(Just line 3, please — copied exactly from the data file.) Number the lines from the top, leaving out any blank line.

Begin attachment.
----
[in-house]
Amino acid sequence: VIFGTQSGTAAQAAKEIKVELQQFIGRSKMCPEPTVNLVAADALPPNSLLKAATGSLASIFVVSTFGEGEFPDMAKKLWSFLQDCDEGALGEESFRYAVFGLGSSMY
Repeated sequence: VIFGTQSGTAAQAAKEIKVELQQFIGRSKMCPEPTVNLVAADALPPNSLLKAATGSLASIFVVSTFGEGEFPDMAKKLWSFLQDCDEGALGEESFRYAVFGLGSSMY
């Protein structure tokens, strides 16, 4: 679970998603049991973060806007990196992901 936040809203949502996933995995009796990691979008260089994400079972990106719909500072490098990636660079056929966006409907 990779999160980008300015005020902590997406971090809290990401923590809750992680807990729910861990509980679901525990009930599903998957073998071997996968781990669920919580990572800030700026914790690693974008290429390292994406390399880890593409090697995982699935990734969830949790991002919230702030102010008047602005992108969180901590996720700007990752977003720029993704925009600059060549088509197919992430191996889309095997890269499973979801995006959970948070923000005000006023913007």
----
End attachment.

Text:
Repeated sequence: VIFGTQSGTAAQAAKEIKVELQQFIGRSKMCPEPTVNLVAADALPPNSLLKAATGSLASIFVVSTFGEGEFPDMAKKLWSFLQDCDEGALGEESFRYAVFGLGSSMY